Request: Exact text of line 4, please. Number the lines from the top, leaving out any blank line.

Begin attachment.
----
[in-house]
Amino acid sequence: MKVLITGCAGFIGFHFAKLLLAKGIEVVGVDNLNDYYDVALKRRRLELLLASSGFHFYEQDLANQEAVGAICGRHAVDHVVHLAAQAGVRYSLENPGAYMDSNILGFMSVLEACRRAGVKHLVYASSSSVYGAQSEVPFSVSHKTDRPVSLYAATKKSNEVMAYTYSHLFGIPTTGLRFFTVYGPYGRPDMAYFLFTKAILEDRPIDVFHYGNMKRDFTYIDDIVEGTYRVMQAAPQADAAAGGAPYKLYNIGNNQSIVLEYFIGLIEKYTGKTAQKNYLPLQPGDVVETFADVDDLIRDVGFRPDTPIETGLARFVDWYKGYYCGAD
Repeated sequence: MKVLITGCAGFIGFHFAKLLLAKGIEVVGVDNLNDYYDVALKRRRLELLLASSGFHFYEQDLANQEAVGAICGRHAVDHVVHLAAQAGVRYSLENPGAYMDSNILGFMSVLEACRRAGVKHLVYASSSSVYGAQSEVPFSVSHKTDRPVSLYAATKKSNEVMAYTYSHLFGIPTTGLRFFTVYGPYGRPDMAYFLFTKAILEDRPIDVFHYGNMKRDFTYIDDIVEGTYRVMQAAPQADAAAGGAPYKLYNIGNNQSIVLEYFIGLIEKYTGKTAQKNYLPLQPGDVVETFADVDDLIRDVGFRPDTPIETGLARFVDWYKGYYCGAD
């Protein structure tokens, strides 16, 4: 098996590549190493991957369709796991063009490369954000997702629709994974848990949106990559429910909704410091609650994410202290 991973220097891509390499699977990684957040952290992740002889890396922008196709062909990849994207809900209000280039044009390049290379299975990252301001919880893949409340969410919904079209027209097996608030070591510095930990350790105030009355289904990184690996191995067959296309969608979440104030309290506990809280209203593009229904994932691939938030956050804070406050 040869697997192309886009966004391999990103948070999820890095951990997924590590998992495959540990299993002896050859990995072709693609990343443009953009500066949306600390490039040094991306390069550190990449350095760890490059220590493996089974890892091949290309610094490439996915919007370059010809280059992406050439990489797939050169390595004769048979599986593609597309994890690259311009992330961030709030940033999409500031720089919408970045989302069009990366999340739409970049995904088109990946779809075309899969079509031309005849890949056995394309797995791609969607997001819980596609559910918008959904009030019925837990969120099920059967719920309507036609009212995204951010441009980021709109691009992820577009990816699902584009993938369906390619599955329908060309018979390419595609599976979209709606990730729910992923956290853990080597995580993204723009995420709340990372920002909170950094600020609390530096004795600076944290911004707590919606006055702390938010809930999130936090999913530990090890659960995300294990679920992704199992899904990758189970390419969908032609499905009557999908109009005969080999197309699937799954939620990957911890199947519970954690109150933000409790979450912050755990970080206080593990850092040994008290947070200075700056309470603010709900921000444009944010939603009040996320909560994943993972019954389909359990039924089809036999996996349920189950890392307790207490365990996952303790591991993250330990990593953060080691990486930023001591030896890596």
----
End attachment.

């Protein structure tokens, strides 16, 4: 098996590549190493991957369709796991063009490369954000997702629709994974848990949106990559429910909704410091609650994410202290 991973220097891509390499699977990684957040952290992740002889890396922008196709062909990849994207809900209000280039044009390049290379299975990252301001919880893949409340969410919904079209027209097996608030070591510095930990350790105030009355289904990184690996191995067959296309969608979440104030309290506990809280209203593009229904994932691939938030956050804070406050 040869697997192309886009966004391999990103948070999820890095951990997924590590998992495959540990299993002896050859990995072709693609990343443009953009500066949306600390490039040094991306390069550190990449350095760890490059220590493996089974890892091949290309610094490439996915919007370059010809280059992406050439990489797939050169390595004769048979599986593609597309994890690259311009992330961030709030940033999409500031720089919408970045989302069009990366999340739409970049995904088109990946779809075309899969079509031309005849890949056995394309797995791609969607997001819980596609559910918008959904009030019925837990969120099920059967719920309507036609009212995204951010441009980021709109691009992820577009990816699902584009993938369906390619599955329908060309018979390419595609599976979209709606990730729910992923956290853990080597995580993204723009995420709340990372920002909170950094600020609390530096004795600076944290911004707590919606006055702390938010809930999130936090999913530990090890659960995300294990679920992704199992899904990758189970390419969908032609499905009557999908109009005969080999197309699937799954939620990957911890199947519970954690109150933000409790979450912050755990970080206080593990850092040994008290947070200075700056309470603010709900921000444009944010939603009040996320909560994943993972019954389909359990039924089809036999996996349920189950890392307790207490365990996952303790591991993250330990990593953060080691990486930023001591030896890596």